In Episode 40 of the forthcoming 2nd edition of Time Tunnel (Volume 2 of Time Crystal), the background radiation level inside a time bubble is measured as 2.73 microSievert per hour. This requires a little explanation.
Sievert is a measure of the risk to health from radiation. It is normally quoted in microSievert (usually abbreviated to microSv) per hour or milliSievert (mSv) per year. The higher the value, the greater the risk.
European Union (EU) regulations defining allowed exposure are given in Directive 96/29/Euratom – ionizing radiation (https://osha.europa.eu/en/legislation/directives/73), which lays down basic safety standards for the protection of the health of workers and the general public against the dangers arising from ionizing radiation. The regulations say (in part):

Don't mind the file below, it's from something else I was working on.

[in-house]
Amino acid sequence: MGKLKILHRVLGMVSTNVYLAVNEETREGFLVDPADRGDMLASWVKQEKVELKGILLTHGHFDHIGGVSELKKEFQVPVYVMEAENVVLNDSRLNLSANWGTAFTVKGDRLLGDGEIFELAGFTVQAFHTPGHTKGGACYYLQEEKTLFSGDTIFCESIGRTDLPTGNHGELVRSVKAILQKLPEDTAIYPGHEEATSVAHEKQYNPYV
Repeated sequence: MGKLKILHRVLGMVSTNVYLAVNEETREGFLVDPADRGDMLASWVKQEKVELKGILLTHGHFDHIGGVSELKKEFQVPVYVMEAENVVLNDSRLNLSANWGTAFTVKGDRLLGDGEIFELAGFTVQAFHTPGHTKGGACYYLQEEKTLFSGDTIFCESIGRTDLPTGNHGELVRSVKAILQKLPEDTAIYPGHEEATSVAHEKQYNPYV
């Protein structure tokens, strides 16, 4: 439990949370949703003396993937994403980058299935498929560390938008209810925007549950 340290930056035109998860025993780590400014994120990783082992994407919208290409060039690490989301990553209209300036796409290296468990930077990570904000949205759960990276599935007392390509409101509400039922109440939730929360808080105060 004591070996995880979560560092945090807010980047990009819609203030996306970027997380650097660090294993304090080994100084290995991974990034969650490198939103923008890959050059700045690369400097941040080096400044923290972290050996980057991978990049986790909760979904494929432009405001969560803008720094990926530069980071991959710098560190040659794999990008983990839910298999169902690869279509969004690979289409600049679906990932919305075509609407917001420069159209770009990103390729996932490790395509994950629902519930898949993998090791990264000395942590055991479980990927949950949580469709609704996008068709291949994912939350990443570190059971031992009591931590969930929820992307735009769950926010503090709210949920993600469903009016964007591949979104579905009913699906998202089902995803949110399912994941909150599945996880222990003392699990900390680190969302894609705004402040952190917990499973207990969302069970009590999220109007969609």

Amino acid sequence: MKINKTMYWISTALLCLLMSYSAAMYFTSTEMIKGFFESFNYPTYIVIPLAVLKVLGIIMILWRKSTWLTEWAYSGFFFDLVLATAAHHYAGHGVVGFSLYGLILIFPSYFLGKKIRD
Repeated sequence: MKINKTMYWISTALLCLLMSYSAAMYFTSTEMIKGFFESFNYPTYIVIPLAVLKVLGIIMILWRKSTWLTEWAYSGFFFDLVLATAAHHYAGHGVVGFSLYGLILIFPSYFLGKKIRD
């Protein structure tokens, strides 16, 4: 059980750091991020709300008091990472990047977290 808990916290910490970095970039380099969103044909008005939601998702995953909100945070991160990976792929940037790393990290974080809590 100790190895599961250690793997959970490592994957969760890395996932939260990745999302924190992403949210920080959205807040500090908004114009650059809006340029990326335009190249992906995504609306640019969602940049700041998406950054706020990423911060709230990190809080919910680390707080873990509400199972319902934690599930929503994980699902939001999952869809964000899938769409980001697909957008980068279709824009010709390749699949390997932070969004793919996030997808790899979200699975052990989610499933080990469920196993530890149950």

With regards to the protection of workers, the Directive defines dose limits for workers exposed to ionising radiation. The effective dose is limited to 100 mSv over a period of five consecutive years and must not exceed 50 mSv in one year. Young workers (under 18 years) may not be exposed to ionising radiation at work.
Thus the safe radiation level is regarded as 20 mSv per year. Assuming a worker works 2000 hours per year, this is equivalent to 10 microSv per hour.
According to a private communication to the author from the CERN Press Office:
The ambient dose rate on and near CERN sites is, in average, of about 0.085 microSv/h. The value is typical of such altitude and latitude.
CERN typically delivers about 0.01 mSv of effective dose of radiation to someone residing in the local area per year. This is less than 1% of the total annual dose of 3.7 mSv that individuals already receive on average, both naturally, through radioactive elements in soil and rocks or cosmic rays, and artificially through medical procedures.